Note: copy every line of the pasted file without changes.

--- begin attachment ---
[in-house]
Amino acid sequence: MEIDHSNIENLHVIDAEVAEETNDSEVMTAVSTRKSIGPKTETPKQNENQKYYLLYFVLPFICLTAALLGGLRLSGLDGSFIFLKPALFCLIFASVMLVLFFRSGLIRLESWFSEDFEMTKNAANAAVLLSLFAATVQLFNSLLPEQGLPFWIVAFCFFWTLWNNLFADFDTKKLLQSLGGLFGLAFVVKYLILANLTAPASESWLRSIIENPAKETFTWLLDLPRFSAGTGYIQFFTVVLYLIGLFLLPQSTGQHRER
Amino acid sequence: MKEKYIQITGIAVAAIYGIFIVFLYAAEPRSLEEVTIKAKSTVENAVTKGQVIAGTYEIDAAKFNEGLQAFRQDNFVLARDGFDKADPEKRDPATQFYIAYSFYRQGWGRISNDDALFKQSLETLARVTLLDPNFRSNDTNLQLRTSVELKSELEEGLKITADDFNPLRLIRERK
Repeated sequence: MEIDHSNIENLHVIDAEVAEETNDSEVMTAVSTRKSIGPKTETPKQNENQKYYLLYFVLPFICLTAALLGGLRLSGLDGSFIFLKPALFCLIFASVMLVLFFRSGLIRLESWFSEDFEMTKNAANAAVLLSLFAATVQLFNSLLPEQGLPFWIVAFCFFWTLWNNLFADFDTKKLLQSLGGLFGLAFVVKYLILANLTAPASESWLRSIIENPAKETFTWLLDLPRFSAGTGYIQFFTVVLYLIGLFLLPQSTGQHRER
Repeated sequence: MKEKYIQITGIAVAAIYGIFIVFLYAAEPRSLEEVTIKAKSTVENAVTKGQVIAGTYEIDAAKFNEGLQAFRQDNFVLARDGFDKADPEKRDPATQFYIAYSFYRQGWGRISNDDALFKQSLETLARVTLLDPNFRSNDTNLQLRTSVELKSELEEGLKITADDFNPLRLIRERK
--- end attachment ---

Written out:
[in-house]
Amino acid sequence: MEIDHSNIENLHVIDAEVAEETNDSEVMTAVSTRKSIGPKTETPKQNENQKYYLLYFVLPFICLTAALLGGLRLSGLDGSFIFLKPALFCLIFASVMLVLFFRSGLIRLESWFSEDFEMTKNAANAAVLLSLFAATVQLFNSLLPEQGLPFWIVAFCFFWTLWNNLFADFDTKKLLQSLGGLFGLAFVVKYLILANLTAPASESWLRSIIENPAKETFTWLLDLPRFSAGTGYIQFFTVVLYLIGLFLLPQSTGQHRER
Amino acid sequence: MKEKYIQITGIAVAAIYGIFIVFLYAAEPRSLEEVTIKAKSTVENAVTKGQVIAGTYEIDAAKFNEGLQAFRQDNFVLARDGFDKADPEKRDPATQFYIAYSFYRQGWGRISNDDALFKQSLETLARVTLLDPNFRSNDTNLQLRTSVELKSELEEGLKITADDFNPLRLIRERK
Repeated sequence: MEIDHSNIENLHVIDAEVAEETNDSEVMTAVSTRKSIGPKTETPKQNENQKYYLLYFVLPFICLTAALLGGLRLSGLDGSFIFLKPALFCLIFASVMLVLFFRSGLIRLESWFSEDFEMTKNAANAAVLLSLFAATVQLFNSLLPEQGLPFWIVAFCFFWTLWNNLFADFDTKKLLQSLGGLFGLAFVVKYLILANLTAPASESWLRSIIENPAKETFTWLLDLPRFSAGTGYIQFFTVVLYLIGLFLLPQSTGQHRER
Repeated sequence: MKEKYIQITGIAVAAIYGIFIVFLYAAEPRSLEEVTIKAKSTVENAVTKGQVIAGTYEIDAAKFNEGLQAFRQDNFVLARDGFDKADPEKRDPATQFYIAYSFYRQGWGRISNDDALFKQSLETLARVTLLDPNFRSNDTNLQLRTSVELKSELEEGLKITADDFNPLRLIRERK